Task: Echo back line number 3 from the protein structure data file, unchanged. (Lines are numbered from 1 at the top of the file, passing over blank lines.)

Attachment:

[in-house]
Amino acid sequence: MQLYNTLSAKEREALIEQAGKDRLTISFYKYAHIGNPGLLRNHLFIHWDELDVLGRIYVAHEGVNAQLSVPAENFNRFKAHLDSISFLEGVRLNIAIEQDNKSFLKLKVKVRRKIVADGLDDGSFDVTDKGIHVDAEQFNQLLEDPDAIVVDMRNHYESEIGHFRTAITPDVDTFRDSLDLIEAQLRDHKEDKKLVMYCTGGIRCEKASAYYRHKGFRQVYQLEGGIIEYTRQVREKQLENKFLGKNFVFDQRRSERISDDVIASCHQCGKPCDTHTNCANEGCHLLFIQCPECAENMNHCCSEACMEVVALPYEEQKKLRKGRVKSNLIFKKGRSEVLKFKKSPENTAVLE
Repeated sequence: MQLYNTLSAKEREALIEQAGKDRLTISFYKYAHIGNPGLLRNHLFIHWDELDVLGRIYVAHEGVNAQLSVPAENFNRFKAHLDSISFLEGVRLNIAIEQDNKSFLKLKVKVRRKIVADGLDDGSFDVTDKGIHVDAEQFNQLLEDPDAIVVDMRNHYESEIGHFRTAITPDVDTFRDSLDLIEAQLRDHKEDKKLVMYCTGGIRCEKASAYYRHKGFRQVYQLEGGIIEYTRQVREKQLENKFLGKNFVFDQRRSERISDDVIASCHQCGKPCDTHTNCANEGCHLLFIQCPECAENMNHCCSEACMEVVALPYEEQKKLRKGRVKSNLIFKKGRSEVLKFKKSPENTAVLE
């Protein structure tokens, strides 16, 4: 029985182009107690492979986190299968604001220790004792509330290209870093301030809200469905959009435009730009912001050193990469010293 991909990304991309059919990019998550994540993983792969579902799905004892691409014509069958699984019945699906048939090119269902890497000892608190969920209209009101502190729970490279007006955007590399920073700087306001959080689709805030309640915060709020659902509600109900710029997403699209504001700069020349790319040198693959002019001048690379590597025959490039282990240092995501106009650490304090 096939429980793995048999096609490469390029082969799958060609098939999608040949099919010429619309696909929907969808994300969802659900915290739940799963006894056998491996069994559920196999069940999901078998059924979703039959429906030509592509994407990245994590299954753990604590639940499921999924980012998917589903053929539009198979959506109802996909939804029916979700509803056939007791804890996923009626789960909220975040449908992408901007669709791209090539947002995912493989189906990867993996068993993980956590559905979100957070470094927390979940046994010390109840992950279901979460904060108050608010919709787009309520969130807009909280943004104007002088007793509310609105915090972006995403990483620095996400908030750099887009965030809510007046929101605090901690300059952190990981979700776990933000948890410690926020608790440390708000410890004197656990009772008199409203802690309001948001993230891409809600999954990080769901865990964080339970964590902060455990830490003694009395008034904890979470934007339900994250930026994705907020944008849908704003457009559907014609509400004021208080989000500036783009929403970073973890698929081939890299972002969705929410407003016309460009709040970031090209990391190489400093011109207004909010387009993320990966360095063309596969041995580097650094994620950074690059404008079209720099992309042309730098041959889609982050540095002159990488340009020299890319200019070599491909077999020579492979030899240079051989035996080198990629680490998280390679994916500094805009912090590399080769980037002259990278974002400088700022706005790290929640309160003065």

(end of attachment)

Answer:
Repeated sequence: MQLYNTLSAKEREALIEQAGKDRLTISFYKYAHIGNPGLLRNHLFIHWDELDVLGRIYVAHEGVNAQLSVPAENFNRFKAHLDSISFLEGVRLNIAIEQDNKSFLKLKVKVRRKIVADGLDDGSFDVTDKGIHVDAEQFNQLLEDPDAIVVDMRNHYESEIGHFRTAITPDVDTFRDSLDLIEAQLRDHKEDKKLVMYCTGGIRCEKASAYYRHKGFRQVYQLEGGIIEYTRQVREKQLENKFLGKNFVFDQRRSERISDDVIASCHQCGKPCDTHTNCANEGCHLLFIQCPECAENMNHCCSEACMEVVALPYEEQKKLRKGRVKSNLIFKKGRSEVLKFKKSPENTAVLE